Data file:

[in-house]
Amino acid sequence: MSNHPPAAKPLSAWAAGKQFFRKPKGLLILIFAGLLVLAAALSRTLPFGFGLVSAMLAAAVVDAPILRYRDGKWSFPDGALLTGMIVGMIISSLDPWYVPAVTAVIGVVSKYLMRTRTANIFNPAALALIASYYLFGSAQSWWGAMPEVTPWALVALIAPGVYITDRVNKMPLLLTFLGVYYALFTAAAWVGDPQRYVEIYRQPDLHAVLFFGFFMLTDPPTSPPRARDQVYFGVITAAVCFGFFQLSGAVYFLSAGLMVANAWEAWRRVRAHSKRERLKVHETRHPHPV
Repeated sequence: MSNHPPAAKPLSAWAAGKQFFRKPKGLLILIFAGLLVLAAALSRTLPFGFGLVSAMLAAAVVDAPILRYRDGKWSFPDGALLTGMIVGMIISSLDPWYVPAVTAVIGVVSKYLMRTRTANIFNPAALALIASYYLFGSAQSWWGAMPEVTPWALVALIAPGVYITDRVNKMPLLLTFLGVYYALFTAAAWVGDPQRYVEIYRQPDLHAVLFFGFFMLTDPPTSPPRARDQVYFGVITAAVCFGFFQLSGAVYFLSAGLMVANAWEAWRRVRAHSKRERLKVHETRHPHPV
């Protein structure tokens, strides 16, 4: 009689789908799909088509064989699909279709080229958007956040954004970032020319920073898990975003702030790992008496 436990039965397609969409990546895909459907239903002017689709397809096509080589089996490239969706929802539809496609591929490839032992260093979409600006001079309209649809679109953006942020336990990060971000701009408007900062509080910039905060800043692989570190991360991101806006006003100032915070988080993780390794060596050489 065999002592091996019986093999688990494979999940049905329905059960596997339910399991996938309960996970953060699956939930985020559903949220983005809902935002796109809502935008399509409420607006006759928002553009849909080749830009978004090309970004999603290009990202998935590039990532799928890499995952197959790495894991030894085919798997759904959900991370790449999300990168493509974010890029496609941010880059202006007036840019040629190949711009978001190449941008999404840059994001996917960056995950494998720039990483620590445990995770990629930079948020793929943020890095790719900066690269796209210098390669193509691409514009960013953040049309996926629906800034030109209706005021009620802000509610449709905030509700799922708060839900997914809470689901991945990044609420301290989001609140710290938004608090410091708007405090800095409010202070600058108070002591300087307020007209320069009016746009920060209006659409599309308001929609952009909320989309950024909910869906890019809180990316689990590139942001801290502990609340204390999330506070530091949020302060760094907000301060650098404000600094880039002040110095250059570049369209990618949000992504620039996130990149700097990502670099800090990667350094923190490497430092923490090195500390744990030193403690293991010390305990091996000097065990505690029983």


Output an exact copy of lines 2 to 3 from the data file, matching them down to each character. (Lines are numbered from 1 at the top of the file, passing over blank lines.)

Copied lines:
Amino acid sequence: MSNHPPAAKPLSAWAAGKQFFRKPKGLLILIFAGLLVLAAALSRTLPFGFGLVSAMLAAAVVDAPILRYRDGKWSFPDGALLTGMIVGMIISSLDPWYVPAVTAVIGVVSKYLMRTRTANIFNPAALALIASYYLFGSAQSWWGAMPEVTPWALVALIAPGVYITDRVNKMPLLLTFLGVYYALFTAAAWVGDPQRYVEIYRQPDLHAVLFFGFFMLTDPPTSPPRARDQVYFGVITAAVCFGFFQLSGAVYFLSAGLMVANAWEAWRRVRAHSKRERLKVHETRHPHPV
Repeated sequence: MSNHPPAAKPLSAWAAGKQFFRKPKGLLILIFAGLLVLAAALSRTLPFGFGLVSAMLAAAVVDAPILRYRDGKWSFPDGALLTGMIVGMIISSLDPWYVPAVTAVIGVVSKYLMRTRTANIFNPAALALIASYYLFGSAQSWWGAMPEVTPWALVALIAPGVYITDRVNKMPLLLTFLGVYYALFTAAAWVGDPQRYVEIYRQPDLHAVLFFGFFMLTDPPTSPPRARDQVYFGVITAAVCFGFFQLSGAVYFLSAGLMVANAWEAWRRVRAHSKRERLKVHETRHPHPV